By: Doug Kincaid
Leveraging a fresh start to motivate retirement saving and planning
We’re all familiar with what a “fresh start” feels like, because to varying degrees, we experience them all the time. The start of the new year, every time your birthday rolls around, the first day of Spring: all of these occasions feel like the chance we’ve been waiting for to jumpstart some new self-improvement mission (and simultaneously forget how poorly our attempts at it went last year).
It’s not a new phenomenon either. Even if setting a New Year’s Resolution seems like a somewhat modern American tradition, making resolutions for the new year goes back centuries and spans cultures. In fact, January was even named after the Roman god Janus, whose two-faced image both looks backward to reflect on the past and forward toward a new beginning.1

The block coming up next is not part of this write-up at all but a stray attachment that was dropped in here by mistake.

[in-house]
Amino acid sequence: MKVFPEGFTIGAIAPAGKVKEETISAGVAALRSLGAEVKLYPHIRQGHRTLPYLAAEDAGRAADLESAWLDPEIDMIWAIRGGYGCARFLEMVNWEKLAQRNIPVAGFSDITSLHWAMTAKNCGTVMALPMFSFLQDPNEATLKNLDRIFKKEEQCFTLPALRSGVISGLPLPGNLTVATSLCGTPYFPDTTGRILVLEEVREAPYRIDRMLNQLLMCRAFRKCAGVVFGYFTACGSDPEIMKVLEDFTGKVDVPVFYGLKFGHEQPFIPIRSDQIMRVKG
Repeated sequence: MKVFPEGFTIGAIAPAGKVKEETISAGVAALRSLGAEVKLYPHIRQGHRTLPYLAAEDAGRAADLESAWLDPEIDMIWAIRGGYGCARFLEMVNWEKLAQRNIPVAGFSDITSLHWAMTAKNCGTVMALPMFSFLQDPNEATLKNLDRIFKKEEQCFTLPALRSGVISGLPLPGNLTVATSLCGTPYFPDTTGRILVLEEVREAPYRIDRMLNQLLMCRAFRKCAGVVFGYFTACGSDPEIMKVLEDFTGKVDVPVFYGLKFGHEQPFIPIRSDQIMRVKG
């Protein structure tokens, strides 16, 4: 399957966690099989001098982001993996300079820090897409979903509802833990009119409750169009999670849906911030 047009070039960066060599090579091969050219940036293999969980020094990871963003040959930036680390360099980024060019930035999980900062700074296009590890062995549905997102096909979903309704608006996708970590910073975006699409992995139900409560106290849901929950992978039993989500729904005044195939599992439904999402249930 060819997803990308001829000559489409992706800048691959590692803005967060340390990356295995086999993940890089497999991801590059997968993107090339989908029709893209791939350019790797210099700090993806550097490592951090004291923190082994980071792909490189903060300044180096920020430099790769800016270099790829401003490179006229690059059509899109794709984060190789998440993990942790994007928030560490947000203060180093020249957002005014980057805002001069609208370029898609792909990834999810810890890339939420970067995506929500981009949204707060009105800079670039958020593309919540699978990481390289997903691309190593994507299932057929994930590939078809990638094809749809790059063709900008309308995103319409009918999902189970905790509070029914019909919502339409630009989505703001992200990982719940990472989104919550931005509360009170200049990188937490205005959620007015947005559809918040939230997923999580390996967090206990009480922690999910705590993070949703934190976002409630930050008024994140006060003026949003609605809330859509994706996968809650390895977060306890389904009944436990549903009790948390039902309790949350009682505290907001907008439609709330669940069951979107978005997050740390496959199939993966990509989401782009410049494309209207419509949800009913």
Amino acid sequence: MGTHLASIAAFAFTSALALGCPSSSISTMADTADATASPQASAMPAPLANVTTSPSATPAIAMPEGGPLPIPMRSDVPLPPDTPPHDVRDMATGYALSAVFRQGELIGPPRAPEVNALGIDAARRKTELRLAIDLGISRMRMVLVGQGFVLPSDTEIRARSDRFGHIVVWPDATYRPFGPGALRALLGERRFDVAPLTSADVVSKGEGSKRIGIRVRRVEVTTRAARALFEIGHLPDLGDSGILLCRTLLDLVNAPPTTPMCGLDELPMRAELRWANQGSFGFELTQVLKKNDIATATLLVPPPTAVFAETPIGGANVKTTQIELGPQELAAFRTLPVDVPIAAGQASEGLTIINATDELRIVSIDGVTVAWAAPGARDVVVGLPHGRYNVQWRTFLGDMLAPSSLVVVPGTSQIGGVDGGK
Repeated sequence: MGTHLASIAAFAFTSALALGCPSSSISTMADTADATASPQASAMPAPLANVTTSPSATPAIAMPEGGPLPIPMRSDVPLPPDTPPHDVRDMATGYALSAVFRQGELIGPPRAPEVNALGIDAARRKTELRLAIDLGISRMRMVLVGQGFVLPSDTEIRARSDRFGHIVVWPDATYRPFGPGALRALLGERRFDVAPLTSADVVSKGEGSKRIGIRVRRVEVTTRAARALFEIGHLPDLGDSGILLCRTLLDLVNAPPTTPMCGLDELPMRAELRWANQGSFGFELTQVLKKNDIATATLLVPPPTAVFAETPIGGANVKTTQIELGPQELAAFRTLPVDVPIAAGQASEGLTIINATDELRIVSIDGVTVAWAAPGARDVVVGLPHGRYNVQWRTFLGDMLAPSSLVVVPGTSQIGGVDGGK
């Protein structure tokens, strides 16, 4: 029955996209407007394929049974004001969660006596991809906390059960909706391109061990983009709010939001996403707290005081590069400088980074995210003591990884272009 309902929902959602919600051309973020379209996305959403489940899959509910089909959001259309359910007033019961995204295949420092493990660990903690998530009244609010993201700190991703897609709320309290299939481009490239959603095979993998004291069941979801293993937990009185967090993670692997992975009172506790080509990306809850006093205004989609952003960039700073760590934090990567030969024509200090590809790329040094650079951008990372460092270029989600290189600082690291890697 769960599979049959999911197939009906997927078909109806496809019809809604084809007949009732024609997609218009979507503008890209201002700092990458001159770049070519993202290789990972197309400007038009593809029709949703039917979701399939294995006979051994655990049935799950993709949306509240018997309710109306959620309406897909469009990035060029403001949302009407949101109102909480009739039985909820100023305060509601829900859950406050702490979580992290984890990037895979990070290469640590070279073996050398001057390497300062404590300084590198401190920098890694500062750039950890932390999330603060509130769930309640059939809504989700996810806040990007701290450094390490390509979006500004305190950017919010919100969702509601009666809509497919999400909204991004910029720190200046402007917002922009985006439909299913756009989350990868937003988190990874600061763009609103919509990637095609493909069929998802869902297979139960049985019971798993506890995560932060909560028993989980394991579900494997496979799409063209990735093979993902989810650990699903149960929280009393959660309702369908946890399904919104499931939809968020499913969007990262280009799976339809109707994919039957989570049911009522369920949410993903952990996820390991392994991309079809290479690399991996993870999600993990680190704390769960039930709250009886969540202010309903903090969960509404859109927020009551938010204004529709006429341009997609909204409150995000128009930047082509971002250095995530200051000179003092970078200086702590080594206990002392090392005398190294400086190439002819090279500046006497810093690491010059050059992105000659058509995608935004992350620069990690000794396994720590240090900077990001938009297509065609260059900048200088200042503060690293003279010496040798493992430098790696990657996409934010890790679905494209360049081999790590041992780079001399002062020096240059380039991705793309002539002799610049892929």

And yet despite us all being intimately familiar with fresh starts, we don’t think enough about how to leverage them to help motivate people to take positive action. And when it comes to saving and planning for retirement specifically, a little extra motivation to overcome inertia and inaction is vitally important.
The good news is there is already a mountain of research in psychology and behavioral economics about the “fresh start effect,” including research that specifically looks at retirement saving as an outcome. So, what are some key findings to know?
First, according to Dai, Milkman, and Riis2, people are impacted by a fresh start for three key reasons:
- Humans naturally use “temporal landmarks” to make sense of the world and divide life into distinct mental accounting periods. These landmarks can be socially constructed and shared (such as holidays or reference points related to work) or personal (such as life events that we consider especially meaningful). Either way, the landmark jolts us awake from an otherwise endless stream of life. Consider, for example, how the dramatic events of the pandemic shook us out of our standard operating procedure and made many people reevaluate life in various ways.